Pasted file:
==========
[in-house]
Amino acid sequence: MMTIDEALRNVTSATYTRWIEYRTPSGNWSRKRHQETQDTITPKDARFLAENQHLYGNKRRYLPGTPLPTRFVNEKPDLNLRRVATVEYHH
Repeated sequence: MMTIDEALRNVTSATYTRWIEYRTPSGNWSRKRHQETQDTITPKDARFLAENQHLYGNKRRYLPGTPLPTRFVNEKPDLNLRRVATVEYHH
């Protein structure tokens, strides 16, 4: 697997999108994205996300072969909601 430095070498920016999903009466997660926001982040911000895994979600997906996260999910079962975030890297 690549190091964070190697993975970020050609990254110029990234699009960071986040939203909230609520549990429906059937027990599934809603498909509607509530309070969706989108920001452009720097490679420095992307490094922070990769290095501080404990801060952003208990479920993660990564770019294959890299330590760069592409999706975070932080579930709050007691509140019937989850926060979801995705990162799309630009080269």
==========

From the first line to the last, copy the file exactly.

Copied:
[in-house]
Amino acid sequence: MMTIDEALRNVTSATYTRWIEYRTPSGNWSRKRHQETQDTITPKDARFLAENQHLYGNKRRYLPGTPLPTRFVNEKPDLNLRRVATVEYHH
Repeated sequence: MMTIDEALRNVTSATYTRWIEYRTPSGNWSRKRHQETQDTITPKDARFLAENQHLYGNKRRYLPGTPLPTRFVNEKPDLNLRRVATVEYHH
């Protein structure tokens, strides 16, 4: 697997999108994205996300072969909601 430095070498920016999903009466997660926001982040911000895994979600997906996260999910079962975030890297 690549190091964070190697993975970020050609990254110029990234699009960071986040939203909230609520549990429906059937027990599934809603498909509607509530309070969706989108920001452009720097490679420095992307490094922070990769290095501080404990801060952003208990479920993660990564770019294959890299330590760069592409999706975070932080579930709050007691509140019937989850926060979801995705990162799309630009080269």